Document Detail


The development of a unique physical activity self-report for young children: challenges and lessons learned.
MedLine Citation:
PMID:  20391248     Owner:  NLM     Status:  MEDLINE    
Abstract/OtherAbstract:
The number of overweight and obese children in the Western world is alarming. Efforts to impact this problem at an individual level have had little effect. Interventions that focus on the whole population may prove more successful. This study reports the development of a unique self-report picture questionnaire designed to assess playground physical activity preferences in young children (4-9 years, N = 1,881) at 14 regional Australian primary schools. Children's picture preferences were compared with observational data using the Children's Activity Scanning tool (CAST2). Results indicate that 62% to 89% of children preferred activities that were moderate or highly active; however, CAST2 data indicated that children spent only 50% to 70% of play time being active. The findings confirm that young children are able to indicate their preferences for physical activity. Important considerations in future attempts to develop a measure of physical activity in young children are discussed.
Authors:
Anne-Maree Parrish; Don Iverson; Ken Russell; Heather Yeatman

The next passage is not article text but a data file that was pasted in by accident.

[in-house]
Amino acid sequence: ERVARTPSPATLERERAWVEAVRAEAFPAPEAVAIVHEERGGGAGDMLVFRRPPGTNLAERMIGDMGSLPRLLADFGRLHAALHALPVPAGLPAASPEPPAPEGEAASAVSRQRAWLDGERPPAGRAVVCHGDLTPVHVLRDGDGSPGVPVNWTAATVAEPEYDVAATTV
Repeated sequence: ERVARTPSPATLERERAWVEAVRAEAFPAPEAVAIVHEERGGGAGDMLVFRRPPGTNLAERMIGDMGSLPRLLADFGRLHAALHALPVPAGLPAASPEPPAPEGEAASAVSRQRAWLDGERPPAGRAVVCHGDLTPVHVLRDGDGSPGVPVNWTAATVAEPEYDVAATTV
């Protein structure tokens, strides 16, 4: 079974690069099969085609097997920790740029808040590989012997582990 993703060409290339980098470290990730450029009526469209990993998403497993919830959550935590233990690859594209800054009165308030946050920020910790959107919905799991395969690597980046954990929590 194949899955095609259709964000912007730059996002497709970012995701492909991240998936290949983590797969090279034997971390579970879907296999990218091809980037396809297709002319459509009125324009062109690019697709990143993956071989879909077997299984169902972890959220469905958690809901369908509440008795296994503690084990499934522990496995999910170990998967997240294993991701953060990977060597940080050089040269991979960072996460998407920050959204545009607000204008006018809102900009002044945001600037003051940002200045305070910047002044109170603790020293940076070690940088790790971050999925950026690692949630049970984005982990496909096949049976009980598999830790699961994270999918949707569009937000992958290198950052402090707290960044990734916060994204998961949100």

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Publication Detail:
Type:  Journal Article; Validation Studies    
Journal Detail:
Title:  Research in sports medicine (Print)     Volume:  18     ISSN:  1543-8635     ISO Abbreviation:  Res Sports Med     Publication Date:  2010 Jan 
Date Detail:
Created Date:  2010-04-14     Completed Date:  2010-08-03     Revised Date:  -    
Medline Journal Info:
Nlm Unique ID:  101167637     Medline TA:  Res Sports Med     Country:  United States    
Other Details:
Languages:  eng     Pagination:  71-83     Citation Subset:  IM    
Affiliation:
Faculty of Health and Behavioural Sciences, University of Wollongong, Northfields Ave., New South Wales 2522, Australia. amp17@uow.edu.au
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MeSH Terms
Descriptor/Qualifier:
Australia
Child
Child, Preschool
Exercise*
Female
Humans
Male
Observation
Questionnaires / standards*
Reproducibility of Results
Schools

From MEDLINE®/PubMed®, a database of the U.S. National Library of Medicine


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